By George P. Matysek Jr.
The first time Father Tyson Wood went on a ground convoy after arriving in Iraq earlier this summer, a roadside bomb exploded nearby. No one was hurt and no significant damage was sustained, but the incident was a sudden and sobering reminder that the 40-year-old military chaplain’s ministry would be one of his most challenging ever.
“Travel in Iraq involves some risk,” said Father Wood, speaking in an e-mail interview with The Catholic Review from Iraq. A U.S. Army major and a priest for the Archdiocese of Baltimore, Father Wood is attached to the Multi National Corps-Iraq (MNC-I) headquartered at Forward Operating Base Victory on the outskirts of Baghdad. He is transported via helicopter and ground convoys to celebrate Mass and minister to the armed service members.
“Since I travel just about every day, I find myself identifying with the apostles and early church fathers who risked their lives to share the gospel,” said Father Wood. “This experience has me energized and on fire for our Catholic faith.”
Serving as a military chaplain in a war zone for nearly two months has required tremendous sacrifices. A former Lutheran minister who is married with three children, Father Wood said he misses his family and friends in the Baltimore archdiocese. Everyday living can be uncomfortable, with the average daily temperature hovering around 112 degrees. But the priest believes his ministry is needed and he said he is finding blessings in his service.
Father Wood arrived in Iraq on June 25 – the second anniversary of his ordination to the priesthood. Soldiers are looking for their chaplains to be messengers of peace, he said.
“I make it a point to teach that even in the midst of fear and violence, our lives can be prayers of peace,” he said. “We don’t have to lose our humanity in the war because our faith should shape and form us – not violence.”
In addition to celebrating Mass, Father Wood regularly hears confessions and counsels service members. In the short time he has been in Iraq, he has ministered to injured and dying soldiers and participated in ceremonies honoring the fallen.
“Our service members are working very hard with long hours seven days a week, and, truthfully, they are a bit fatigued,” said Father Wood, who described morale as “high.”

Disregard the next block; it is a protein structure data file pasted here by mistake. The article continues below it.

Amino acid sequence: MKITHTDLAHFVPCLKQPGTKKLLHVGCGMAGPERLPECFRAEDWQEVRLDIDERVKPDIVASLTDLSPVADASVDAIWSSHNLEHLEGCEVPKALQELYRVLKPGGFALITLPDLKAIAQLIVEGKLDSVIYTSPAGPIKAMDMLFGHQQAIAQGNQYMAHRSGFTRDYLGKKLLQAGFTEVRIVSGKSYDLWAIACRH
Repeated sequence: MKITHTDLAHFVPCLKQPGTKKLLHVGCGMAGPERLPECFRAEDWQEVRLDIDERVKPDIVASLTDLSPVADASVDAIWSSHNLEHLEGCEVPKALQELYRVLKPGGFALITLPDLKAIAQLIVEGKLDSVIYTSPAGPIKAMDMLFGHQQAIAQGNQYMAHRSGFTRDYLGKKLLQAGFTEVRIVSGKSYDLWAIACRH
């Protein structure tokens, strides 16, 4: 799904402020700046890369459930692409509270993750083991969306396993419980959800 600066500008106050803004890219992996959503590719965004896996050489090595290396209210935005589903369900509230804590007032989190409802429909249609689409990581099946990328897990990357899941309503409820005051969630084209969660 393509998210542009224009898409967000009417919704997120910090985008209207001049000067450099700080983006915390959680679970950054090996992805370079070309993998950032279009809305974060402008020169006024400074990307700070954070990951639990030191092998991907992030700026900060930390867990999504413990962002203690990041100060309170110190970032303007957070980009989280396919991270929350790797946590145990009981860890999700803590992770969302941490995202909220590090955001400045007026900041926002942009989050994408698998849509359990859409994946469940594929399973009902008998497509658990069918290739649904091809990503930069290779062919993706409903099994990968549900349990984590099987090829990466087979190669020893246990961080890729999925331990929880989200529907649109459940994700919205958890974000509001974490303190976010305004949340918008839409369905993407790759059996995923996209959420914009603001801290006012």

“But they remain great patriots who are committed to this mission,” he added. “Many of them have shared that the surge has helped to alleviate the fatigue because many hands make lighter work.”
Father Wood, who is a former Protestant chaplain in the Army, said he has had limited interaction with the Iraqi people because of the limited nature of his work. But he has observed a “positive response” from the Iraqi Army and the Iraqi police.
“They appreciate our help,” he said.
Father Wood stays in touch with his wife of 15 years, Jennifer, via e-mail and phone calls. Modern technology makes it “much easier” to communicate with loved ones now than when he first joined the Army in 1985, he said.
“Even though our Catholic faith teaches us that sacrifice is part of our life in Christ, it is still hard to miss out on all the little personal family events that you never get back,” said Father Wood, whose eldest daughters are 6 and 9, and whose son is 7 months old.
Father Wood said he has made great friends who sustain him when he’s homesick.
“We’re a real band of brothers,” he said.
The troops could use support from the home front in the form of prayers and care packages, Father Wood said. Care packages with hard candies, gum, wet wipes, shaving cream, razors, ranger rosaries and devotional items are appreciated by the troops and can be sent to MNC-I chaplain office, CH (MAJ) Tyson Wood, Unit #42014, APO AE 09342.
“Remember that they are our troops, that they are here for us and that they are doing a great job,” he said.